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International Roma Day
8 April 2021
50 years on: A time to celebrate, but scourge of hate speech rising


GENEVA (7 April 2021) – The Roma minority this year celebrate 50 years since the first World Romani Congress in 1971. The UN Special Rapporteur on minority issues, Fernand de Varennes, issues the following statement to mark International Roma Day on 8 April:

“While the anniversary may be a cause for celebration, the rise of hate speech disproportionally targeting Sinti and Roma in social media demonstrates the urgent need for greater focus and measures to control those forms of online hate speech which violate international human rights obligations and can lead to violence against Sinti, Roma and other minorities.

“Not much seems to have changed since last year when we reflected on the prevalence of hate speech against minorities, in particular Roma, both online and in mainstream media which included scapegoating of Roma for the spread of the Covid virus. Public authorities who not only condoned but actively took part in such vitriol could contribute to threats to public health and incite unnecessary and future harm.

Online hate begets offline violence, and unfortunately Roma have experienced physical attacks linked to the vitriol and scapegoating increasingly aimed at them because of hate, bigotry and intolerance towards minorities which has become almost normalised, and even politicised in some countries. As my 2020 report on hate speech, social media and minorities warned, inflammatory speech online can lead to violent acts against minorities, as has been seen in incidents in Europe where far-right groups hatred against Roma expressed on social media led to violence and killings.

“Given the situation, I would urge States prioritise the strengthening of measures to combat prejudice, hate speech and discrimination of Roma together with ways to effectively implement and monitor such measures. I would also invite States, civil society organisations and Roma minorities from all regions of the world to participate in this year’s regional fora which focus on minorities and the prevention of conflict and which can be triggered as a result of hate speech.”

ENDS

Fernand de Varennes was appointed as UN Special Rapporteur on minority issues by the Human Rights Council in June 2017. He is tasked by the UN Human Rights Council, to promote the implementation of the Declaration on the Rights of Persons Belonging to National or Ethnic, Religious and Linguistic Minorities, among other things. He is Extraordinary Professor at the Faculty of Law of the University of Pretoria in South Africa; Cheng Yu Tung Visiting Professor at the Faculty of Law of the University of Hong Kong; and Visiting Professor at the Irish Centre for Human Rights at the National University of Ireland-Galway. He is one of the world's leading experts on minority rights in international law, with more than 200 publications in some 30 languages.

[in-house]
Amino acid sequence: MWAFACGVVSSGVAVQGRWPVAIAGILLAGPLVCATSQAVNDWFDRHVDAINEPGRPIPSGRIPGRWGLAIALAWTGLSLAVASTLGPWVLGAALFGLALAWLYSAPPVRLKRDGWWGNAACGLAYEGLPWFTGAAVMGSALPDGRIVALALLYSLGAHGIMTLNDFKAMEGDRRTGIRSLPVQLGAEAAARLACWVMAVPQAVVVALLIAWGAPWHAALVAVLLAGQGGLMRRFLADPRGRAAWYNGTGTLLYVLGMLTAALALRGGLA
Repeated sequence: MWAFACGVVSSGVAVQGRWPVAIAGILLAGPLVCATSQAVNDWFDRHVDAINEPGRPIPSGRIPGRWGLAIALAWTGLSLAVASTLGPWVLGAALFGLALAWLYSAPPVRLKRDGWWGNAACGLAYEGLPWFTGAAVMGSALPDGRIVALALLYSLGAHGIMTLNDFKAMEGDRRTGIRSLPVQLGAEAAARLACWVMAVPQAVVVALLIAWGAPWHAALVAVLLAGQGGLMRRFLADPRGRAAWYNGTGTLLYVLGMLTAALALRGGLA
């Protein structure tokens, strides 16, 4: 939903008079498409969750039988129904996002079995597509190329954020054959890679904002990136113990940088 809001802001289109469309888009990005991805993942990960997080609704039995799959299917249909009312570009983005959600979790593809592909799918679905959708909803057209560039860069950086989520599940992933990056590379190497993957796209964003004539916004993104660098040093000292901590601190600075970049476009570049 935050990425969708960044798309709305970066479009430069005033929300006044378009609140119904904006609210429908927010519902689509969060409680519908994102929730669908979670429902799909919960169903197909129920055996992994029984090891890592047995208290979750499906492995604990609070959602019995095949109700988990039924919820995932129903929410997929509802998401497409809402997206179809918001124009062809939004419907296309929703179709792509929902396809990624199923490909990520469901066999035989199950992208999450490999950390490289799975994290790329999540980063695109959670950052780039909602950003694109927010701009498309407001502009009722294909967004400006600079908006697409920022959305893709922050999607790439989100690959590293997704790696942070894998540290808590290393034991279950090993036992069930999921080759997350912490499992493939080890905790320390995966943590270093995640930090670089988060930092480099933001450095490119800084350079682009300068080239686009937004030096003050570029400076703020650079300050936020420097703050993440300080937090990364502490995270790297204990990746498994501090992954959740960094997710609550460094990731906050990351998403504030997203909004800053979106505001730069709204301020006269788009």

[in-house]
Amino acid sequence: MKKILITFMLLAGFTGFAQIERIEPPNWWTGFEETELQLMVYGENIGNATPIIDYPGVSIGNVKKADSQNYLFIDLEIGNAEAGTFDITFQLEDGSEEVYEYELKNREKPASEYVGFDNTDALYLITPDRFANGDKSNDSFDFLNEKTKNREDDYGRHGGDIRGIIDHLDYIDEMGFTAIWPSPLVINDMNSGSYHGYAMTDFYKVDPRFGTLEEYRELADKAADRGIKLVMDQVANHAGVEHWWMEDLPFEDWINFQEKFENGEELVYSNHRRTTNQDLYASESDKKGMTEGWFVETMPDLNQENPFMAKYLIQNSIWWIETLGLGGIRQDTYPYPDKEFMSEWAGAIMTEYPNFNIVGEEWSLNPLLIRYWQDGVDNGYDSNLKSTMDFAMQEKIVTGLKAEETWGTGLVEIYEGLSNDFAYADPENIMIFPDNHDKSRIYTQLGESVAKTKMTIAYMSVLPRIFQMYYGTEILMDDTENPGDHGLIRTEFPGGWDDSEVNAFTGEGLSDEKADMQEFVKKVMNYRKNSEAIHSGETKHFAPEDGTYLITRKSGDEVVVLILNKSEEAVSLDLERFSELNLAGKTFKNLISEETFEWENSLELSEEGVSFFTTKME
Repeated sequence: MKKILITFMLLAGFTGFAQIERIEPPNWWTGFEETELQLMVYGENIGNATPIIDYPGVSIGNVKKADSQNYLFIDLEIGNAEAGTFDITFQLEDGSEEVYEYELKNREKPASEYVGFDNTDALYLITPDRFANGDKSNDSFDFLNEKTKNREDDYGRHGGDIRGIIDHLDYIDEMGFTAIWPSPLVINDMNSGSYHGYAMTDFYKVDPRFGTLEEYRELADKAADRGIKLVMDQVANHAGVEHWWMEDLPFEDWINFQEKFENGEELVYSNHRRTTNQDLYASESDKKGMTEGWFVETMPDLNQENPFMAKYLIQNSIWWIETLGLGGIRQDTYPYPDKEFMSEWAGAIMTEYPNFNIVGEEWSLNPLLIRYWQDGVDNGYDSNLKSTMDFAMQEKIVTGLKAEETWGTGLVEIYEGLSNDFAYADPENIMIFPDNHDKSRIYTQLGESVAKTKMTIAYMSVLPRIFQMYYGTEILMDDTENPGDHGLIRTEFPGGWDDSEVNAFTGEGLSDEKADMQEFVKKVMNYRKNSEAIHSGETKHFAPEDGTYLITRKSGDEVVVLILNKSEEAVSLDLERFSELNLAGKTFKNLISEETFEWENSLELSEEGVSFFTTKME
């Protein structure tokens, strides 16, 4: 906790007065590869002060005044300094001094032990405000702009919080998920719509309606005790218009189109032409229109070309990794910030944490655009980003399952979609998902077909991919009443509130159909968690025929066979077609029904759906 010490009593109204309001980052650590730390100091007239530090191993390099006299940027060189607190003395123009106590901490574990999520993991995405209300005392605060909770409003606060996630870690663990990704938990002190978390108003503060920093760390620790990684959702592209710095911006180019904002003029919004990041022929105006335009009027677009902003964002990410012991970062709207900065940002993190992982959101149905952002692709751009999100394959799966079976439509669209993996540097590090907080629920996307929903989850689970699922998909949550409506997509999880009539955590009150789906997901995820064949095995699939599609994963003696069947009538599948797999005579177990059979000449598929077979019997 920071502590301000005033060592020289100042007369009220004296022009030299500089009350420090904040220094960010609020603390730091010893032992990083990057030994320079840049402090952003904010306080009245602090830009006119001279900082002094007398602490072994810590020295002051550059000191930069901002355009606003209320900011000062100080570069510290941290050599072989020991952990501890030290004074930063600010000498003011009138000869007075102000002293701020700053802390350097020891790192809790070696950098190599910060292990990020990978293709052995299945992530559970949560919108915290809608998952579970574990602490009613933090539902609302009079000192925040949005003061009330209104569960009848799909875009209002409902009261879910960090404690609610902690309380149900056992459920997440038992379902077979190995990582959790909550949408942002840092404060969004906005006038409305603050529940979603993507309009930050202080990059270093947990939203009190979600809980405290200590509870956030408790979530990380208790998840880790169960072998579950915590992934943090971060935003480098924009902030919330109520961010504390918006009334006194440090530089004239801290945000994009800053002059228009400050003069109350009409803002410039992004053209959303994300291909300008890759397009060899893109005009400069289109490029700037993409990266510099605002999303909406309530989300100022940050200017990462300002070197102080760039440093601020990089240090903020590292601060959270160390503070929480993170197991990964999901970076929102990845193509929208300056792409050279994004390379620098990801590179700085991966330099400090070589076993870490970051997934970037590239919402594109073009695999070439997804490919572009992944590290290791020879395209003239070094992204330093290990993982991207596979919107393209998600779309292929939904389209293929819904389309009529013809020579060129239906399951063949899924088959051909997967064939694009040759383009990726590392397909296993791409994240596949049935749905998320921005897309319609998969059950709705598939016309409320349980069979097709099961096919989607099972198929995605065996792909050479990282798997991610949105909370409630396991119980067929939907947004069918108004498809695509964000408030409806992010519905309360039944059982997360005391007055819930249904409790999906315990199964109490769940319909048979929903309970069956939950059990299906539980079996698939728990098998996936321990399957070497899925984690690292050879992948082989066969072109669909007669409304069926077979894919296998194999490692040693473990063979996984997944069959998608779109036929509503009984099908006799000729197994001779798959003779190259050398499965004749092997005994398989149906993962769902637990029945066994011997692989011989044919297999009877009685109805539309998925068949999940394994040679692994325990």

The Special Rapporteurs are part of what is known as the Special Procedures of the Human Rights Council. Special Procedures, the largest body of independent experts in the UN Human Rights system, is the general name of the Council's independent fact-finding and monitoring mechanisms that address either specific country situations or thematic issues in all parts of the world. Special Procedures experts work on a voluntary basis; they are not UN staff and do not receive a salary for their work. They are independent from any government or organisation and serve in their individual capacity.

See the UN Declaration on the Rights of Persons Belonging to National or Ethnic, Religious and Linguistic Minorities

For inquiries and media requests, please contact: Marina Narvaez (+41-22 917 9286 / 
mnarvaez@ohchr.org) or Hee-Kyong Yoo (+41- 22 917 9723/ hyoo@ohchr.org)

For media inquiries related to other UN independent experts please contact Jeremy Laurence (+ 41 22 917 9445 / jlaurence@ohchr.org)

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